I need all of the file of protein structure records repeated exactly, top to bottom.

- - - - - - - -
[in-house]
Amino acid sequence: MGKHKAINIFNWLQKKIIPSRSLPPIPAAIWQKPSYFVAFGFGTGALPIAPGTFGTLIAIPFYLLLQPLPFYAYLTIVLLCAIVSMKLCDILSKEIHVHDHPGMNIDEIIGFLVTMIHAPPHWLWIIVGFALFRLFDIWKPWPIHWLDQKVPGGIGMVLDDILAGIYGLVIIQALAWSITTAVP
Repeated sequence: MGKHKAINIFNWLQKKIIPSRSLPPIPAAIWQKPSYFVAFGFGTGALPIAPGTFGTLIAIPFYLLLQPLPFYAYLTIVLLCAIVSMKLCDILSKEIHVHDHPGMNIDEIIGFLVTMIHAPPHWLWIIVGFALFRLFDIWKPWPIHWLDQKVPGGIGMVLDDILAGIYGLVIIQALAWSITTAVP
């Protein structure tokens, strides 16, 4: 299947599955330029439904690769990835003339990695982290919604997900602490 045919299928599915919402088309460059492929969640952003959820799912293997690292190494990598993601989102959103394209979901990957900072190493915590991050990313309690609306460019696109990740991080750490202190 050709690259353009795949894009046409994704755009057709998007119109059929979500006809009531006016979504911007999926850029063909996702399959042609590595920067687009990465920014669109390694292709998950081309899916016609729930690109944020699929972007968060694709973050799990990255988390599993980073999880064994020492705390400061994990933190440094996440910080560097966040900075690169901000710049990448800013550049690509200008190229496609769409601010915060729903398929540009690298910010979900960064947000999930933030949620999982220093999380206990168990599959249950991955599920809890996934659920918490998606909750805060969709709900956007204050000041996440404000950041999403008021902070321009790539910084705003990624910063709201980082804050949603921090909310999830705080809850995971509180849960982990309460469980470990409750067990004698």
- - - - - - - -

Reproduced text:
[in-house]
Amino acid sequence: MGKHKAINIFNWLQKKIIPSRSLPPIPAAIWQKPSYFVAFGFGTGALPIAPGTFGTLIAIPFYLLLQPLPFYAYLTIVLLCAIVSMKLCDILSKEIHVHDHPGMNIDEIIGFLVTMIHAPPHWLWIIVGFALFRLFDIWKPWPIHWLDQKVPGGIGMVLDDILAGIYGLVIIQALAWSITTAVP
Repeated sequence: MGKHKAINIFNWLQKKIIPSRSLPPIPAAIWQKPSYFVAFGFGTGALPIAPGTFGTLIAIPFYLLLQPLPFYAYLTIVLLCAIVSMKLCDILSKEIHVHDHPGMNIDEIIGFLVTMIHAPPHWLWIIVGFALFRLFDIWKPWPIHWLDQKVPGGIGMVLDDILAGIYGLVIIQALAWSITTAVP
């Protein structure tokens, strides 16, 4: 299947599955330029439904690769990835003339990695982290919604997900602490 045919299928599915919402088309460059492929969640952003959820799912293997690292190494990598993601989102959103394209979901990957900072190493915590991050990313309690609306460019696109990740991080750490202190 050709690259353009795949894009046409994704755009057709998007119109059929979500006809009531006016979504911007999926850029063909996702399959042609590595920067687009990465920014669109390694292709998950081309899916016609729930690109944020699929972007968060694709973050799990990255988390599993980073999880064994020492705390400061994990933190440094996440910080560097966040900075690169901000710049990448800013550049690509200008190229496609769409601010915060729903398929540009690298910010979900960064947000999930933030949620999982220093999380206990168990599959249950991955599920809890996934659920918490998606909750805060969709709900956007204050000041996440404000950041999403008021902070321009790539910084705003990624910063709201980082804050949603921090909310999830705080809850995971509180849960982990309460469980470990409750067990004698």